4. Click the Start button and wait for the progress bar to finish
  5. Once the Results are ready, you should be able to see them in the right part of the webpage in the form of a graph. You can click the components of the graph. We will grep the related source code from the server for you to check.

Web-based GUI example

We included some zipped example packages in the tests/zips folder, you can try any of them. For example, if you want to test the "" file, the GUI should be like:


In this GUI tool, the left part includes the configurations and the source code, the right part includes the resulting graph. In the graph, each dark gray node indicates a statement and each light gray node indicates a file. There are three different type of edges that are marked with three different colors:

  • Blue color: the pollutable built-in prototype edges. The start node is the pollutable built-in prototype, and end node is the final location that polluts the built-in prototype
  • Red color: the data-flow of the assigned value.
  • Green color: the data-flow of the object property, which indicates the name of the polluted property.

You should be able to click the nodes in the graph. If you do so, the related source code will be shown in the left part.

A detailed explanation of the example is included in the Example section.


pp is a JavaScript module that is written by us, which is used to explain the usage of the tool. Let's take a look at the source code:

1	function foo(key1, key2, value) {
2	  var target = {};
3	  var proto = target[key1];
4	  proto[key2] = value;
5	}
6	function input_value(val) {
7	  var mid = val + " ";
8	  return mid;
9	}
11	function pp(key1, key2, value) {
12	  tmp = input_value(value);
13	  foo(key1, key2, tmp);
14	}
16	module.exports = {pp: pp}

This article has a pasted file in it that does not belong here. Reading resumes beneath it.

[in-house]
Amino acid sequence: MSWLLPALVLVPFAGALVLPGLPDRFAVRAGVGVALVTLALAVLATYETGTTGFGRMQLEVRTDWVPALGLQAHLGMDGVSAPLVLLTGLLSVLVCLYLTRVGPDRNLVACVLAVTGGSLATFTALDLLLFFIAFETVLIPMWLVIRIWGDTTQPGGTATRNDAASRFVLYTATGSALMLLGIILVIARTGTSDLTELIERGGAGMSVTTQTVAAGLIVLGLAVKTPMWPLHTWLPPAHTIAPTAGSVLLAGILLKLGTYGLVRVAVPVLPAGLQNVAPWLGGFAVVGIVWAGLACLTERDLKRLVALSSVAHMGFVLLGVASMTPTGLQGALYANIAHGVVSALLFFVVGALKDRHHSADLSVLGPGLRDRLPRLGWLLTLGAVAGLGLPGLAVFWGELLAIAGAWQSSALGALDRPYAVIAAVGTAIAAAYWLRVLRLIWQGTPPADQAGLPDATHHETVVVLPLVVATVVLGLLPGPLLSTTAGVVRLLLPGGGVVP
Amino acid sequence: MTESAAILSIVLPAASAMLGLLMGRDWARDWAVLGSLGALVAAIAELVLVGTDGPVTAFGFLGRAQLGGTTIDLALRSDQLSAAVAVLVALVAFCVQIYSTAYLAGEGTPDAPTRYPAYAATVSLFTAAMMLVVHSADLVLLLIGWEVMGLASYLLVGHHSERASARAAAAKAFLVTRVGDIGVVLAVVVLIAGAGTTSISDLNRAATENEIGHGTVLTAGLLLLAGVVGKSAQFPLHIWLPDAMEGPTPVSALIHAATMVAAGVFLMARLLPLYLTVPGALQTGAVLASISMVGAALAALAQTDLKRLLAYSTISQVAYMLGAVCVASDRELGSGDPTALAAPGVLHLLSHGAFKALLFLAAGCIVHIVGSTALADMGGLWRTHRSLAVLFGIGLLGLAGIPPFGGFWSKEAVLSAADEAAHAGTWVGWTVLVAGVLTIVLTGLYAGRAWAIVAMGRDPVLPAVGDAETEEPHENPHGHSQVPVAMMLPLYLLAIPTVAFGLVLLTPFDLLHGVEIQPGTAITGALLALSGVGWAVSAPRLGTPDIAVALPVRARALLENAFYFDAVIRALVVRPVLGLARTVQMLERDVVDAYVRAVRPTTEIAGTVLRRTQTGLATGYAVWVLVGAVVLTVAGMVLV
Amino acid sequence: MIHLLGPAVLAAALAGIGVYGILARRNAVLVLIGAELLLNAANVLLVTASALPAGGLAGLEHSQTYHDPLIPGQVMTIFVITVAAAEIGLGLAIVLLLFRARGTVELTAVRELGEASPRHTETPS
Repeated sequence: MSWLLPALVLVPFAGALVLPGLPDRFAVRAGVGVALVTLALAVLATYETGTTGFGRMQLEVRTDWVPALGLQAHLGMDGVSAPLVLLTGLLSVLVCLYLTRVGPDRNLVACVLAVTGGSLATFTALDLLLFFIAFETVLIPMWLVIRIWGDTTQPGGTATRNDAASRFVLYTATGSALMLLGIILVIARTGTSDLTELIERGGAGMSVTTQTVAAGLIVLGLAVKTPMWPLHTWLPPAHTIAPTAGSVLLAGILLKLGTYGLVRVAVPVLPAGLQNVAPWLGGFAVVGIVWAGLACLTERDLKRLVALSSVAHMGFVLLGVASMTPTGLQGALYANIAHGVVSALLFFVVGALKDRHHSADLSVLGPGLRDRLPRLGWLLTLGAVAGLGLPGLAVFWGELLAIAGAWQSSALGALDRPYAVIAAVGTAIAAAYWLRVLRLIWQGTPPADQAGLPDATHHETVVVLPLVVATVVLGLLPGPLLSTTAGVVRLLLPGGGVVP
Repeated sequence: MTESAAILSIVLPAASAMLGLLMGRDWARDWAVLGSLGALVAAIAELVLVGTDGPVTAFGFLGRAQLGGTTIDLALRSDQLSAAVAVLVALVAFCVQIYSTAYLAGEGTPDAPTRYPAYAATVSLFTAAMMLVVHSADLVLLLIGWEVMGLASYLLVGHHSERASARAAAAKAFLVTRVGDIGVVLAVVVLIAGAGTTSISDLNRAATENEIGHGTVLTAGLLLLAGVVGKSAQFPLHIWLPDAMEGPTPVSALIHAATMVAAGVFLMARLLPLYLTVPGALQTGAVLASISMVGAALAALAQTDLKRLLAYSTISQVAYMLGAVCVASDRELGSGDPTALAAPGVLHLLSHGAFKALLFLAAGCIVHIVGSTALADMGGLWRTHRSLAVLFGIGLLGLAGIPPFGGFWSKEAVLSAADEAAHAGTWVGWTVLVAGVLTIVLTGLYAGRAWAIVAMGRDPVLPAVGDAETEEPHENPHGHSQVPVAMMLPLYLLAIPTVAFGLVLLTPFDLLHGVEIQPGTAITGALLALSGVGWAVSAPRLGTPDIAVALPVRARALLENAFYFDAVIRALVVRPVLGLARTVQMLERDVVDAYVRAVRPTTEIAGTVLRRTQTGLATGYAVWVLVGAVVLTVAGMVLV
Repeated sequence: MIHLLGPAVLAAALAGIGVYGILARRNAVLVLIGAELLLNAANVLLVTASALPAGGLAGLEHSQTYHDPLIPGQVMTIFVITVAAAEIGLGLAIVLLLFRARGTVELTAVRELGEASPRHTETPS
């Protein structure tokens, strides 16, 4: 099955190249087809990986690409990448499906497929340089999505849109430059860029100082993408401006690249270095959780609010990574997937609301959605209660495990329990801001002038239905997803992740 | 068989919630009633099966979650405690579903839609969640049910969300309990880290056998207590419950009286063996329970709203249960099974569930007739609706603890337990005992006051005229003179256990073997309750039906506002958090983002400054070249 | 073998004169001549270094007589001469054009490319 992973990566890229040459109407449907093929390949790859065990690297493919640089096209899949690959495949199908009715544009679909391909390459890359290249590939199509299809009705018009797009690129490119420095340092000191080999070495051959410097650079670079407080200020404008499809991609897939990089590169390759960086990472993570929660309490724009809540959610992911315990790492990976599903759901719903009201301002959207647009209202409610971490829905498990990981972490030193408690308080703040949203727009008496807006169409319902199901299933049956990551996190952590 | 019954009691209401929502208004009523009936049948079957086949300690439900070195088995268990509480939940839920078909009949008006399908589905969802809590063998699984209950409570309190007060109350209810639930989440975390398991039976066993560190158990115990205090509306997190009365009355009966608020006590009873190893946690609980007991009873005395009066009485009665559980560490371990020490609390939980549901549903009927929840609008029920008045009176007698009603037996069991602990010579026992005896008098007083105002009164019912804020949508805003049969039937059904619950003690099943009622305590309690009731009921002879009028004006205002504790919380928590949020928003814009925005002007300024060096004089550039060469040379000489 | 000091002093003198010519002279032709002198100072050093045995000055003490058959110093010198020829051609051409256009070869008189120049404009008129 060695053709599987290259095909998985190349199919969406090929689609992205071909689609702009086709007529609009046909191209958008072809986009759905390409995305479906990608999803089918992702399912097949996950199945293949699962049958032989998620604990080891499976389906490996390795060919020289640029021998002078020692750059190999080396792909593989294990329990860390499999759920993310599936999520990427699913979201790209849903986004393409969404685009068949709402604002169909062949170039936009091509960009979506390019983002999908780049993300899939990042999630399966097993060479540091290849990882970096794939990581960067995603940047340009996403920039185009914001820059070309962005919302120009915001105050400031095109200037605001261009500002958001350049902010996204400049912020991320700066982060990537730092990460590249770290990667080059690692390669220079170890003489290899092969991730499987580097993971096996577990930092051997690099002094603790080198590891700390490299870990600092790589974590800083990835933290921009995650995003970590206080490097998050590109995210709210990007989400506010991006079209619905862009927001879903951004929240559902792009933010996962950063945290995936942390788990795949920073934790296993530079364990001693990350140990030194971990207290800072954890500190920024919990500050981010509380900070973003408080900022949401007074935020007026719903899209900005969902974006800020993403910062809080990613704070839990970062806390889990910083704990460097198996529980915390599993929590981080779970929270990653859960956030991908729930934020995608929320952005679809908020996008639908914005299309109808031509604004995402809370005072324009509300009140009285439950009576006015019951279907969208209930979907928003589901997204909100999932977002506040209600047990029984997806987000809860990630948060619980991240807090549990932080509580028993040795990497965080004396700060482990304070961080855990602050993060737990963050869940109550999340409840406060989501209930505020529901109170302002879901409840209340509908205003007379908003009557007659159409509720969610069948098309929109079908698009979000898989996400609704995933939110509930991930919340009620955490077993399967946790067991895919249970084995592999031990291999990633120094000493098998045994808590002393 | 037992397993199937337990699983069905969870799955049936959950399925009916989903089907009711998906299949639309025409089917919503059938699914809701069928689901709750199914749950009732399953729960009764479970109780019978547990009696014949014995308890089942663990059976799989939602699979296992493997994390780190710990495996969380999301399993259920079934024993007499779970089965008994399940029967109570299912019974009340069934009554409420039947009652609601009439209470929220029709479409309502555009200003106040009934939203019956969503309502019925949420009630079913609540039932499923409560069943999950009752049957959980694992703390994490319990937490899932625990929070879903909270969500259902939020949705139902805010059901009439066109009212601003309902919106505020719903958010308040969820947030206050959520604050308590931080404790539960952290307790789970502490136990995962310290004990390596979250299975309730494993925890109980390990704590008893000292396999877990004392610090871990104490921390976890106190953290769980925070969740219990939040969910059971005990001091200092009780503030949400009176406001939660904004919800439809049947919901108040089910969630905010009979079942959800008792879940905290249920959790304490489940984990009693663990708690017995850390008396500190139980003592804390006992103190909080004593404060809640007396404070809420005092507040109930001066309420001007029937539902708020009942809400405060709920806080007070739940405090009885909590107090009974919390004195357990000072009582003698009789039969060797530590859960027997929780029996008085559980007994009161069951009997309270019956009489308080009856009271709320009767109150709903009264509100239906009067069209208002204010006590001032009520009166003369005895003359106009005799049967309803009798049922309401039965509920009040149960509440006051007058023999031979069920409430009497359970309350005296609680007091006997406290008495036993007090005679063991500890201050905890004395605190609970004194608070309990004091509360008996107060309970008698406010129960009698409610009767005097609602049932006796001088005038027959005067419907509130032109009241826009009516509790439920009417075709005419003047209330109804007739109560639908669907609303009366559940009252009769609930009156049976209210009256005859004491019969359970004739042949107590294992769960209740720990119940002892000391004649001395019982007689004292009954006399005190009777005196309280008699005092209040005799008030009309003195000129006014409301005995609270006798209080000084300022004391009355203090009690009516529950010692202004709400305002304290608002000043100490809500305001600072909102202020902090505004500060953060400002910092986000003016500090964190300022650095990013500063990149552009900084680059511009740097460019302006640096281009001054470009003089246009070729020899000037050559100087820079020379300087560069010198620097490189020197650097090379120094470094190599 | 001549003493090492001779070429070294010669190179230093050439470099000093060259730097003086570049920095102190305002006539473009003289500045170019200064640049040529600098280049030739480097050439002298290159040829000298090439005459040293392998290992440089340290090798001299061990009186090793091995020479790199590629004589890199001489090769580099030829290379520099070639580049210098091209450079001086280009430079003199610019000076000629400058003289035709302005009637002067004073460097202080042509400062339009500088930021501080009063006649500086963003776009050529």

In this example, the arguments of the function pp will be treated as the input of the module. Inside the function pp, at line 12, it first calls the function input_value to get the value of the variable tmp, and then, at line 13, use the key1, key2 and tmp as the parameters of the foo call.

Inside the function foo, the proto variable defined at line 3 is assigned with the key1 property of the target object. And then the key2 property of the proto object is assigned with the value value.

Note that if the key1 is "__proto__", the variable proto defined at line 3 will be the __proto__ property of target, which is equal to the prototype property of the built-in Object object. If we assign any value value to this pointer at line 4, the key2 property of the Object.prototype will be changed to the value, which leads to a prototype pollution.

ObjLupAnsys will detect those vulnerabilities. The output of the detection includes the data-flow of the assigned value, infected key (Object Property), and which built-in prototype is polluted.

In the pp example, the output of the command-line based interface will be like:

Prototype pollution detected at node 49 (Line 4)
|Checker| Dataflow of Object Property:
Attack Path:
Line 11	function pp(key1, key2, value) {
Line 7	  var mid = val + " ";
Line 4	  proto[key2] = value;

|Checker| Dataflow of Assigned Value:
Attack Path:
Line 11	function pp(key1, key2, value) {
Line 4	  proto[key2] = value;

|Checker| Polluted Built-in Prototype:
Attack Path:
Line 4	  proto[key2] = value;

The output of the Web-based GUI will be like: GUI_res

Both of the two interfaces clearly show the step-by-step data-flow path that how the prototype pollution happens. From the results, by the blue edge, you can see at line 4, the built-in object Object.prototype is polluted. By the green edge, you can see the key key2 comes from line 11. By the red edges, you can see that the value value comes from line 7 with variable mid, which is influenced by line 11.

Note that ObjLupAnsys only outputs data-flows, which means that a statement is included in the path only when a new object is created and the created object will influence the result. For example, line 7 is included in the result because at line 7, val + " " creates a new object. While at line 12, even tmp is a new variable, it points to the created object at line 7, and no new object is created at line 12, ObjLupAnsys will not include this statement in the result.


In the example/fse/ folder, we put a file that talks about the detailed steps to reproduce the numbers in the evaluation part of the paper. In that file, we will talk more about how to run a list of packages parallelly. This is an optional step and time-consuming. If you are interested, please take a look.


ObjLupAnsys is a tool to detect prototype pollution vulnerabilities in Node.js packages. This project is written in Python and JavaScript.